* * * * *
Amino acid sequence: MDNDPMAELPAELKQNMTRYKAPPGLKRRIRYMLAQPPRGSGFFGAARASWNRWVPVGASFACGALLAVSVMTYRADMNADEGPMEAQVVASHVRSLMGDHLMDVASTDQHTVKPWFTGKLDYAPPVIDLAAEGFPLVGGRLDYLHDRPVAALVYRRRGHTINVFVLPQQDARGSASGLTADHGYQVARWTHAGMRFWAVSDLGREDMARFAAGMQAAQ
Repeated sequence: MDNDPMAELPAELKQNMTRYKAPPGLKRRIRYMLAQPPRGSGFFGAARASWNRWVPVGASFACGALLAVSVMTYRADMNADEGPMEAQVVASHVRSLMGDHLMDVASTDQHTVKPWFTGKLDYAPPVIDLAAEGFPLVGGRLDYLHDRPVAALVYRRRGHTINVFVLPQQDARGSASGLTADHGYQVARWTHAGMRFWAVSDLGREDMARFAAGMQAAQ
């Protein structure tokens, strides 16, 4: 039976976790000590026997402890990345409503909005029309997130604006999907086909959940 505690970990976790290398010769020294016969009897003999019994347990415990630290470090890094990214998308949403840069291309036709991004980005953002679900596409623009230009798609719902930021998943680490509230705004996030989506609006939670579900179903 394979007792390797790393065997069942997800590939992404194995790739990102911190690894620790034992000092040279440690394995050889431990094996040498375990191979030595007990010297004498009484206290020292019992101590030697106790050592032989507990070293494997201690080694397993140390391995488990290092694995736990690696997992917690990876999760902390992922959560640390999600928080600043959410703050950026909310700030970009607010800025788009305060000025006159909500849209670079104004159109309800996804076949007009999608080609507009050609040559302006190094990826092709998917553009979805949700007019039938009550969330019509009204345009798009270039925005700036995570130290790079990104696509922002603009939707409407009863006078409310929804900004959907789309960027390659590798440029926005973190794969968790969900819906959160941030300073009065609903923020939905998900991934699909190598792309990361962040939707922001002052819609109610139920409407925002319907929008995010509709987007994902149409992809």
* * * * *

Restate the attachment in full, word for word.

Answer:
Amino acid sequence: MDNDPMAELPAELKQNMTRYKAPPGLKRRIRYMLAQPPRGSGFFGAARASWNRWVPVGASFACGALLAVSVMTYRADMNADEGPMEAQVVASHVRSLMGDHLMDVASTDQHTVKPWFTGKLDYAPPVIDLAAEGFPLVGGRLDYLHDRPVAALVYRRRGHTINVFVLPQQDARGSASGLTADHGYQVARWTHAGMRFWAVSDLGREDMARFAAGMQAAQ
Repeated sequence: MDNDPMAELPAELKQNMTRYKAPPGLKRRIRYMLAQPPRGSGFFGAARASWNRWVPVGASFACGALLAVSVMTYRADMNADEGPMEAQVVASHVRSLMGDHLMDVASTDQHTVKPWFTGKLDYAPPVIDLAAEGFPLVGGRLDYLHDRPVAALVYRRRGHTINVFVLPQQDARGSASGLTADHGYQVARWTHAGMRFWAVSDLGREDMARFAAGMQAAQ
């Protein structure tokens, strides 16, 4: 039976976790000590026997402890990345409503909005029309997130604006999907086909959940 505690970990976790290398010769020294016969009897003999019994347990415990630290470090890094990214998308949403840069291309036709991004980005953002679900596409623009230009798609719902930021998943680490509230705004996030989506609006939670579900179903 394979007792390797790393065997069942997800590939992404194995790739990102911190690894620790034992000092040279440690394995050889431990094996040498375990191979030595007990010297004498009484206290020292019992101590030697106790050592032989507990070293494997201690080694397993140390391995488990290092694995736990690696997992917690990876999760902390992922959560640390999600928080600043959410703050950026909310700030970009607010800025788009305060000025006159909500849209670079104004159109309800996804076949007009999608080609507009050609040559302006190094990826092709998917553009979805949700007019039938009550969330019509009204345009798009270039925005700036995570130290790079990104696509922002603009939707409407009863006078409310929804900004959907789309960027390659590798440029926005973190794969968790969900819906959160941030300073009065609903923020939905998900991934699909190598792309990361962040939707922001002052819609109610139920409407925002319907929008995010509709987007994902149409992809």